Analysis of 2 162 655 paired 36 nt sequence reads generated from these libraries revealed that in 88% of the DNA molecules, the RNA binding site had been partially replaced by sequence representing the reverse and complement of the known 5′-end tag of the 48-mer DNA oligonucleotide (as shown in Figure 2c). This indicated that duplexes had been formed through intra or intermolecular annealing followed by processing of the 3′-end. The most common species (29% of the sequenced population) had 9 nt of reverse complement of the 5′ tag at the 3′-end (equivalent to a 9 bp ‘duplex length’), which is likely to have arisen from the scenarios outlined in Figure 2b.

In cases where >12 nt of sequence is generated at the 3′-end, the calculated duplex length depends on whether annealing occurs intra or intermolecularly. If annealing is intramolecular, then the reverse complement of the 5′-end of the random sequence region is found near the 3′-end, resulting in a duplex length >12 nt. This is observed in around a third of cases. However, if intermolecular hybridization occurs, then the reverse complement of the annealed molecule’s 5′ region is synthesized at the 3′-end of the sequenced molecule. In such a case, a duplex length of 12 nt will usually be observed. This is because only the 12 nt 5′ tag, common to all molecules, can be identified as having its reverse complement at the 3′-end; 3′-end processing otherwise replaces random sequence with the reverse complement of another molecule’s random sequence. Such a scenario is likely to account for much of the 12% of the sequenced population with a 12 bp duplex length. Similar results are observed when libraries are constructed from the ss DNA in the presence of the RNA oligonucleotide (data not shown). Hence, this shows that Illumina libraries can be constructed from ss cDNA using standard protocols, with both intra and intermolecular annealing occurring to a comparable extent and contributing to the formation of duplexes during the end repair reaction.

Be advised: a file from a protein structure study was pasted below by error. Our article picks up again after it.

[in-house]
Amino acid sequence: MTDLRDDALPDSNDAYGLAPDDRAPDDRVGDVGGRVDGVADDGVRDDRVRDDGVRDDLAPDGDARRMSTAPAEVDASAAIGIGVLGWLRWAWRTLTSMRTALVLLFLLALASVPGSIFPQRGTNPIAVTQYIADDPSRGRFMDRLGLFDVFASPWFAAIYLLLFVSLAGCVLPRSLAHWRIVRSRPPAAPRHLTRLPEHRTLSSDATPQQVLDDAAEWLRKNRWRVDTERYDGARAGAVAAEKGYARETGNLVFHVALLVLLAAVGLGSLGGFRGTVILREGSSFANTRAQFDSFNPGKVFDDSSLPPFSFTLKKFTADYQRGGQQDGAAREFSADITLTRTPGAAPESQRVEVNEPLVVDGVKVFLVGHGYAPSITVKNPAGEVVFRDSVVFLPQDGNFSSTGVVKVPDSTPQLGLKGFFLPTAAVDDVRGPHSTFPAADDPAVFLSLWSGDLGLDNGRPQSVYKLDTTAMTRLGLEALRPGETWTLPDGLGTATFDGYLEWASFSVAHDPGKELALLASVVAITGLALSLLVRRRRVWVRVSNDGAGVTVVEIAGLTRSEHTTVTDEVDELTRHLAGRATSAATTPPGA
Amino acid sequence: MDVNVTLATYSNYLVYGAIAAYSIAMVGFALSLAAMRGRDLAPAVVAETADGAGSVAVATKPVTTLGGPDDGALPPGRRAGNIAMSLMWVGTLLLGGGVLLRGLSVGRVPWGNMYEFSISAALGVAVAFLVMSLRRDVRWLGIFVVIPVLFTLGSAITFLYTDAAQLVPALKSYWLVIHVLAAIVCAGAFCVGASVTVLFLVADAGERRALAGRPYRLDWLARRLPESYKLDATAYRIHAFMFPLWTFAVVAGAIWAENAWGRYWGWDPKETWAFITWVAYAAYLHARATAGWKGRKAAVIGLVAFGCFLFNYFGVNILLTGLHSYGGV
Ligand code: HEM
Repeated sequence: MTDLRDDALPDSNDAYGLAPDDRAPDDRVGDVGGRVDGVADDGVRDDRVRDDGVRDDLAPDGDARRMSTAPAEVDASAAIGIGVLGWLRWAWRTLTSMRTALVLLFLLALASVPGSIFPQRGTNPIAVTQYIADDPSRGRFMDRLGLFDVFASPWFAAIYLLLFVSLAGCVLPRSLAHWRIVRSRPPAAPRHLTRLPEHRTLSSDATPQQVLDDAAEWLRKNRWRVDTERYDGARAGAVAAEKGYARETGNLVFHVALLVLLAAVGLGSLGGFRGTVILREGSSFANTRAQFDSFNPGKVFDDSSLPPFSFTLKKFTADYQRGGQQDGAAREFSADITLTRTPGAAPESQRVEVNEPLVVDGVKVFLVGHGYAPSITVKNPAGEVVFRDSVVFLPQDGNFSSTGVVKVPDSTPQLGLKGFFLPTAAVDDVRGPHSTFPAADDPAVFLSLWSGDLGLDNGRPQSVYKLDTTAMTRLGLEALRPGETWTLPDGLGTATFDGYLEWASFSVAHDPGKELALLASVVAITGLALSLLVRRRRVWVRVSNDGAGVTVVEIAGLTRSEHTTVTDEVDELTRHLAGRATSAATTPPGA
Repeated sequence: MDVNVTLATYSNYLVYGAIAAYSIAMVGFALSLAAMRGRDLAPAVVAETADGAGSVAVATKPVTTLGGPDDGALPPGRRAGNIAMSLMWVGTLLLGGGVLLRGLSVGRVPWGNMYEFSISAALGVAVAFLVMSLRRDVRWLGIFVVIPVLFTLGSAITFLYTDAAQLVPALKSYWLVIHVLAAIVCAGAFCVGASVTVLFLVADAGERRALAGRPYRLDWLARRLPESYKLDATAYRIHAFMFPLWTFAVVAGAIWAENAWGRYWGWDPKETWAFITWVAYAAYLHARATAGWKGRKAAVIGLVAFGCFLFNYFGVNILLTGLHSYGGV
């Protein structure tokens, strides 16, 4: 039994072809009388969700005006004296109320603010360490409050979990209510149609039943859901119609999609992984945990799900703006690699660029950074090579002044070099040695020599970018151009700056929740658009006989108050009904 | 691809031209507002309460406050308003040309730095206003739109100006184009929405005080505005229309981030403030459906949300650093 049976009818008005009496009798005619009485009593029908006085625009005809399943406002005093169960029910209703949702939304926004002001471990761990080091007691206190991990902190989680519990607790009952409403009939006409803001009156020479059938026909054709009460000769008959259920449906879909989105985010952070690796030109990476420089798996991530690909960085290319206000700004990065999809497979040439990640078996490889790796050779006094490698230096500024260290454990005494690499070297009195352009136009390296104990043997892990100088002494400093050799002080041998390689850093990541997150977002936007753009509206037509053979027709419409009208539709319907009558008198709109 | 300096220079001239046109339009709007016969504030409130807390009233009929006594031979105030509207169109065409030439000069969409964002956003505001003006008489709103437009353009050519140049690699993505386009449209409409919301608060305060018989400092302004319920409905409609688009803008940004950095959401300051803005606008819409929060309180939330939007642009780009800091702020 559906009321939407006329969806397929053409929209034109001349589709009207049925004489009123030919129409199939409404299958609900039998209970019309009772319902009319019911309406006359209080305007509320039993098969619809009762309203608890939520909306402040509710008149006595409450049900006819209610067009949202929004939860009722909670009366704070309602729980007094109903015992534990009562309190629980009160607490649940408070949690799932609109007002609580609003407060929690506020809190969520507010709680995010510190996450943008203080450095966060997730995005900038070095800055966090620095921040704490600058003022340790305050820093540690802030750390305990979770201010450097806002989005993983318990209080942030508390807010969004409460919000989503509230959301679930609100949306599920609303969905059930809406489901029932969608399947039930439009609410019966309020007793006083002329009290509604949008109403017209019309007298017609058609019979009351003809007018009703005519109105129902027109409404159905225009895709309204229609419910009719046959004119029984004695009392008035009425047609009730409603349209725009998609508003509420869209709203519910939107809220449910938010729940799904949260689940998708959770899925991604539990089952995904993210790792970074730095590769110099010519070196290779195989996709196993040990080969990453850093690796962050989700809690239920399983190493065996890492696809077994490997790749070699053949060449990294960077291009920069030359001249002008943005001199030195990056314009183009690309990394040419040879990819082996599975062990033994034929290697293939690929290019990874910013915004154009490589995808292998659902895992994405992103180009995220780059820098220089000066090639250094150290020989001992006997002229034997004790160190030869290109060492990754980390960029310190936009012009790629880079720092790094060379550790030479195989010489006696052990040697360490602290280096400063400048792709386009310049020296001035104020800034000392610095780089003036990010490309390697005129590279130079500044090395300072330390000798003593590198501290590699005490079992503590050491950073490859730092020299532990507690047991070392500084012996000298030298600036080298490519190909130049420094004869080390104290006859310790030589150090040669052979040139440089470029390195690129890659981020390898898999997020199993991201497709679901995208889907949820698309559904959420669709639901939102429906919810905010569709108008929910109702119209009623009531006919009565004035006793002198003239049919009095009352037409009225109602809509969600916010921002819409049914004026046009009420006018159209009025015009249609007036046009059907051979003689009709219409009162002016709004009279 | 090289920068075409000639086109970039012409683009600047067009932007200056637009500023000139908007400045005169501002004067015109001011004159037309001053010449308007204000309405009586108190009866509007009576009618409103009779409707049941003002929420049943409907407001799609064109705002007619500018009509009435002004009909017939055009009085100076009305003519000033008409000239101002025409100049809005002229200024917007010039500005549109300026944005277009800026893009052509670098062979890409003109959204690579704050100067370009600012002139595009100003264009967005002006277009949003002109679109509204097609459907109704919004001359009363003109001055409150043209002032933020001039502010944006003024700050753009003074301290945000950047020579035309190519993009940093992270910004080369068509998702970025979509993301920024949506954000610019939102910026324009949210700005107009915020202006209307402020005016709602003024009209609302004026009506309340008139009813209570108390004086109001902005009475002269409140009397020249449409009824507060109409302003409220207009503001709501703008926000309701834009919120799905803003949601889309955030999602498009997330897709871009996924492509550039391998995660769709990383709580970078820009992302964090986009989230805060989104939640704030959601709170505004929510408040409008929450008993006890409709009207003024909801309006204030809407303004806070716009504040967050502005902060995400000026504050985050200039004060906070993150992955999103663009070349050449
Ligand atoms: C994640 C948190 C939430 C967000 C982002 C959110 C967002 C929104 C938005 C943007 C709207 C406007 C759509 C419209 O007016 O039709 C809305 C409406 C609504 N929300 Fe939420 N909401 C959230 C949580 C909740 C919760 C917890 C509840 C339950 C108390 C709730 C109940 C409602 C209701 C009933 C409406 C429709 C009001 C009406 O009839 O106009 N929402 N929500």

ss-cDNA sequencing retains information on the direction of transcription

An ss-cDNA sequencing protocol was developed and applied to bacterial RNA samples extracted from S. bongori and S. pneumoniae. Mapping the sequence reads to the reference genomes, and displaying these data as a coverage graph in Artemis, showed that directionality was retained throughout the datasets (Figure 3). For CDS expressed under the conditions tested (in this instance, defined as those having a mean read fold coverage >1), the median strand bias was 97% for both S. bongori and S. pneumoniae. Hence the results of this method correspond well with the in silico genome annotation and provides excellent resolution regarding the direction of transcription throughout the genome.

Figure 3.
RNA-seq data displayed in Artemis. Mapped RNA-seq data is displayed as a plot showing sequence depth for the forward (blue) and reverse strand (red). The S. bongori genome annotation is also shown. The graphs, from the top downwards, represent the result ...

To investigate whether the same mechanisms were occurring in the mix of bacterial transcripts as in the model oligonucleotide system, an ss-cDNA sample from S. pneumoniae was subjected to 54 nt read paired end Illumina sequencing. We identified a dataset of ~3 million reads that existed in pairs where both members could be uniquely mapped to the reference genome. In 60% of cases, these data could be mapped as conventional paired end sequences: the degree of 3′-end processing was sufficiently small not to interfere with alignment to the DNA sequence. Hence, this method can generate data that can be mapped across repetitive regions using read pair information.